New Delhi — A group of Catholic women on December 8 called for setting up a fact-finding team to study frequent cases of Catholic nuns dying by suicide in Indian convents.
The women, calling themselves as “concerned citizens” made the demand in a letter to Apostolic Carmel Sr. Maria Nirmalini, the newly elected president of the Conference of Religious India (CRI), the national body of major superiors of sisters, brothers and religious priests in India.
“We urge the CRI leadership to take urgent action in this matter. Your being in leadership, as a woman of substance gives us hope that the matter is heard and addressed with more sensitivity and urgency,” says the letter signed by 89 women, most of them nuns from various congregations.
What prompted the letter was the suicide of a 30-year-old nun November 30 in the chapel of her convent in the northern Indian state of Punjab. Sr. Mary Mercy belonged to the Franciscan Immaculatine Sisters, an Italian congregation founded in 1881.
“You must be deeply saddened and troubled at yet another suicide of a young religious Sister. We join in your anguish and want to express our solidarity at a time like this,” says the letter.
Nirmalini, as the CRI president is popularly known, acknowledged receipt of the letter and mourned the young nun’s death “as unfortunate and sad.”
In an email response to a Matters India query, she says her team will “certainly take these issues to enlighten all.”
However, she says they need prayers to become spiritual animators.
She says the CRI has not addressed the matter at its sectional level, but agrees that it requires the attention of all.
Nirmalini, who is also the superior general of her congregation, says she had returned to India only December 7 after a four-week visit to the East Africa Region.
“However in my own experience I feel it is very important for women religious to be accompanied and there is a guide/mentor for the young to express both within the congregation/community as well as a platform to address issues and seek help,” the head of the Indian religious said.
She also sees mental health is an important issue and “post pandemic has certainly added to the pressure of a challenging journey.”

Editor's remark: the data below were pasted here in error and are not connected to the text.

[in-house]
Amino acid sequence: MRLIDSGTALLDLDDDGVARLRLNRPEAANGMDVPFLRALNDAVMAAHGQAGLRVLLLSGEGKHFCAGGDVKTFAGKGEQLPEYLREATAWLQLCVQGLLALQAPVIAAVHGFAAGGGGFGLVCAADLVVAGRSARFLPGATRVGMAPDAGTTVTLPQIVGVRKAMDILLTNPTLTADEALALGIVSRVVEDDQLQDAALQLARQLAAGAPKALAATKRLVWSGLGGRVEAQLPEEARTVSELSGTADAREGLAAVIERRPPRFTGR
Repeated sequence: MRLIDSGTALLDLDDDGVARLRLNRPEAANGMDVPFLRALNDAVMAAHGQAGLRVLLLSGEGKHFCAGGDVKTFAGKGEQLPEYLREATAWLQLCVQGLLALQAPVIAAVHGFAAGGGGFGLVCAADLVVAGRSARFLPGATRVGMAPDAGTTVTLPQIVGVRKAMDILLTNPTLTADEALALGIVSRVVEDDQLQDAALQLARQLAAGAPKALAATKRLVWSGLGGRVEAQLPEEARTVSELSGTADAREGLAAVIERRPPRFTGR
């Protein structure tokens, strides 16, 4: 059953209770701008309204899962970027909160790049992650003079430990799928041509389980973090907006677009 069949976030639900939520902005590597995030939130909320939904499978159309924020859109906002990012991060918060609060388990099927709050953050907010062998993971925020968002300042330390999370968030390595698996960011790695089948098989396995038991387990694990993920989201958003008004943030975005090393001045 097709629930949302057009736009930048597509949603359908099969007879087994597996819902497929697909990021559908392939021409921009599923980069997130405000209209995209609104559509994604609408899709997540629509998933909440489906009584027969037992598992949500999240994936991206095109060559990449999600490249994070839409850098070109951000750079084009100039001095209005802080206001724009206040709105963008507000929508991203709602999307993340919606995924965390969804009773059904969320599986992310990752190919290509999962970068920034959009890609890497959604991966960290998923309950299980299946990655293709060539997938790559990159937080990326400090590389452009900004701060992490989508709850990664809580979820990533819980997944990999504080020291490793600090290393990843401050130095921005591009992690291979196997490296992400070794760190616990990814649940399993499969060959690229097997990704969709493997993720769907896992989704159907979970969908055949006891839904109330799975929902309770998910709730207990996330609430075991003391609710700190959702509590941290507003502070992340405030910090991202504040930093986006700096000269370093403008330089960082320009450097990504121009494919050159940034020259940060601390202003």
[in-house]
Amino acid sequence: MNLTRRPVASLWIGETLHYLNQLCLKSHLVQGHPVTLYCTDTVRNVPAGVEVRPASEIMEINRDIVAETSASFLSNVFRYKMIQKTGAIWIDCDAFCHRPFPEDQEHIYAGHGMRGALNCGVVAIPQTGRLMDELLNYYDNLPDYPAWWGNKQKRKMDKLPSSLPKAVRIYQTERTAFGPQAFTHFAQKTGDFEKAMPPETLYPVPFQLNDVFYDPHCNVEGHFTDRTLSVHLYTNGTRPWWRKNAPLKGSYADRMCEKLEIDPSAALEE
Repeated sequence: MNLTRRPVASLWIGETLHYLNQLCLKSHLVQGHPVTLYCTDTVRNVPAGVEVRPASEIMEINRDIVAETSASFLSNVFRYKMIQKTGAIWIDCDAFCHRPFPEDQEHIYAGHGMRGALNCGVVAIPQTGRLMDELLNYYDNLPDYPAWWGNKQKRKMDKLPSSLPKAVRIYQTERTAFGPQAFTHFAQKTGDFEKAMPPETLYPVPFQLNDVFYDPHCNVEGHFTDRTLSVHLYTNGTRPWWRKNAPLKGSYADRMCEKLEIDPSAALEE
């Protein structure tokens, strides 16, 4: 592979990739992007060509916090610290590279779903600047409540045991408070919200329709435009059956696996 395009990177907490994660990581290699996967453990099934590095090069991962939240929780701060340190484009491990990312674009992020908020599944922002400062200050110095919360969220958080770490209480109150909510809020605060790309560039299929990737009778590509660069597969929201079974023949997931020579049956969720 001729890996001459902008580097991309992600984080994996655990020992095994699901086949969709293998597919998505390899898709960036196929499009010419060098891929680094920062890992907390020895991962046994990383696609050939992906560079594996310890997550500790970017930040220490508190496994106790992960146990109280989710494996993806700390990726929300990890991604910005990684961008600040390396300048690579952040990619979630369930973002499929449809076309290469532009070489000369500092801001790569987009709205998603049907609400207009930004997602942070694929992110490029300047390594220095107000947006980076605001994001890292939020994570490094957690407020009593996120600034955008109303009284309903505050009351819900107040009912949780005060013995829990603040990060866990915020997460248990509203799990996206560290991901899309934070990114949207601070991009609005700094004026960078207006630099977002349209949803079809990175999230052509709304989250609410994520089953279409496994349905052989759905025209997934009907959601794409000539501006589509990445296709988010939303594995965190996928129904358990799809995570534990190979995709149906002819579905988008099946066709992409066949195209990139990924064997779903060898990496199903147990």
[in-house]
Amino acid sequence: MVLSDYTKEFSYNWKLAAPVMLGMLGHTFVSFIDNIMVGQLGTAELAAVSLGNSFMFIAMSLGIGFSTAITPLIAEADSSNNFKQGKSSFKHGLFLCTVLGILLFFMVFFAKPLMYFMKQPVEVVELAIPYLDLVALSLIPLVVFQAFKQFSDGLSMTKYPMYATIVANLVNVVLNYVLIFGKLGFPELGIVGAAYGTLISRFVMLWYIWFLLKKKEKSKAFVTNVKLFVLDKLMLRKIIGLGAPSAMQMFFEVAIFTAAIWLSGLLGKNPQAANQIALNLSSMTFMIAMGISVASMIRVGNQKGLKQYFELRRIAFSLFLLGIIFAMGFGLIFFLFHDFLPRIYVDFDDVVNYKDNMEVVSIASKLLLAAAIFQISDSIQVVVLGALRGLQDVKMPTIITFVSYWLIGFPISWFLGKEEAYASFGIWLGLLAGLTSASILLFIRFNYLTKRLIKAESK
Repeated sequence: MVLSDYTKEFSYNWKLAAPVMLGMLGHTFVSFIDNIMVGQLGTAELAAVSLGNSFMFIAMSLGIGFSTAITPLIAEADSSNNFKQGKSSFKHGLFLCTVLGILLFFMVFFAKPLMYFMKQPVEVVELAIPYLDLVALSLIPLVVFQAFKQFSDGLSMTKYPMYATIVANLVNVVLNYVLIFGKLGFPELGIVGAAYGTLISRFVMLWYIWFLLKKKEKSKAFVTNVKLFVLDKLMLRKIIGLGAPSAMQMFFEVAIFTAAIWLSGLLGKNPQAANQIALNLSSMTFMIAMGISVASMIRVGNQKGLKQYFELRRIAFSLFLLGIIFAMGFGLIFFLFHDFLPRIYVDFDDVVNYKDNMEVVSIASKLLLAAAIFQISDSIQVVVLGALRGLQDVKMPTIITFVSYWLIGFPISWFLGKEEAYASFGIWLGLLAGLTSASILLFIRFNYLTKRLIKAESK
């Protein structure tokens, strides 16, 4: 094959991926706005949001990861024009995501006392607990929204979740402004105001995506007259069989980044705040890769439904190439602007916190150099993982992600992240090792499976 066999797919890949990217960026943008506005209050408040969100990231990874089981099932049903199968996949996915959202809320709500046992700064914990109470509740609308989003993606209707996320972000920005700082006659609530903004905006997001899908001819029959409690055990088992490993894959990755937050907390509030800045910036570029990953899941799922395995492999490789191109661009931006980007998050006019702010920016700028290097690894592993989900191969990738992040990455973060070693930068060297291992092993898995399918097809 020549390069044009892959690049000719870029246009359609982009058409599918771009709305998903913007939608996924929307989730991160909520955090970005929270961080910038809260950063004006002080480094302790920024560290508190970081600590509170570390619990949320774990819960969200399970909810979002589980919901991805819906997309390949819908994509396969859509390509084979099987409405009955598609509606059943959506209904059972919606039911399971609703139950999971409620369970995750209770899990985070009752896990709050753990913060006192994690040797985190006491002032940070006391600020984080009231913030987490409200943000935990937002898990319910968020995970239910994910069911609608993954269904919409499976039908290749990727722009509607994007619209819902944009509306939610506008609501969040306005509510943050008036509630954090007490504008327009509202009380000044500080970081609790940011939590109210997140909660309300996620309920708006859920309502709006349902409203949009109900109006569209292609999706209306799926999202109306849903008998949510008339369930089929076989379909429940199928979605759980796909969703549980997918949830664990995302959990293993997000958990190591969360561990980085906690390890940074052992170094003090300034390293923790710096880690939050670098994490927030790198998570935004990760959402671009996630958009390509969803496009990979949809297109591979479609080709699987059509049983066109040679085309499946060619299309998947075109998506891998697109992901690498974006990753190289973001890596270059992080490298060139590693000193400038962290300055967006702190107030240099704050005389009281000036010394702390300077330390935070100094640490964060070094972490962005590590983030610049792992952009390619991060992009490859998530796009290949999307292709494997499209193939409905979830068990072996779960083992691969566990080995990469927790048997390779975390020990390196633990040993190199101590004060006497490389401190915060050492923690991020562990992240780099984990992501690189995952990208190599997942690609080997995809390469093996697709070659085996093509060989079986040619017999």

The “concerned citizens” point out that Sister Mercy’s was the latest among nearly 20 reported nun suicide cases since 1997, almost all of them in Kerala, southern India.
“It troubles us, and we ask ourselves why some young women who join religious life with so much joy and eagerness to serve God and people end up taking their own lives,” the letter continues.
Sr. Jessy Kurian, a Supreme Court lawyer and a signatory of the letter, wonders if convents have become death traps.
Kurian, who was among the first to study suicide cases among nuns, points out that about 20 bodies of religious women were found in convent wells in Kerala.
Writing on her Facebook page December 2, she said she has reservations in believing Sister Mercy’s alleged suicide note.
Kurian regrets that nuns’ unnatural deaths are “not at all an issue in the Indian Catholic Church.”
The lawyer nun wants lay people to raise their voice for justice because “above all they are your daughters.”
Asserting that a nun is “an Indian citizen and an Indian woman,” she wants the cause of her unnatural death should be made public.
Kurian wants the Church to support the investigation in the interest of justice” as such frequent unnatural deaths of nuns raise a question.
Given below is the text of the “concerned citizens’” letter, signed by 89 women religious, :
Sr. Maria Nirmalini AC, Superior General
President, National CRI
Apostolic Carmel Generalate,
6, East End Road, PB 4130, Jayanagar,
T Block PO, Bengaluru, KARNATAKA 560 041.
Sub: The unnatural death of Sr. Mary Mercy FIS on Nov 30, 2021
Dear Sr. Maria Nirmalini,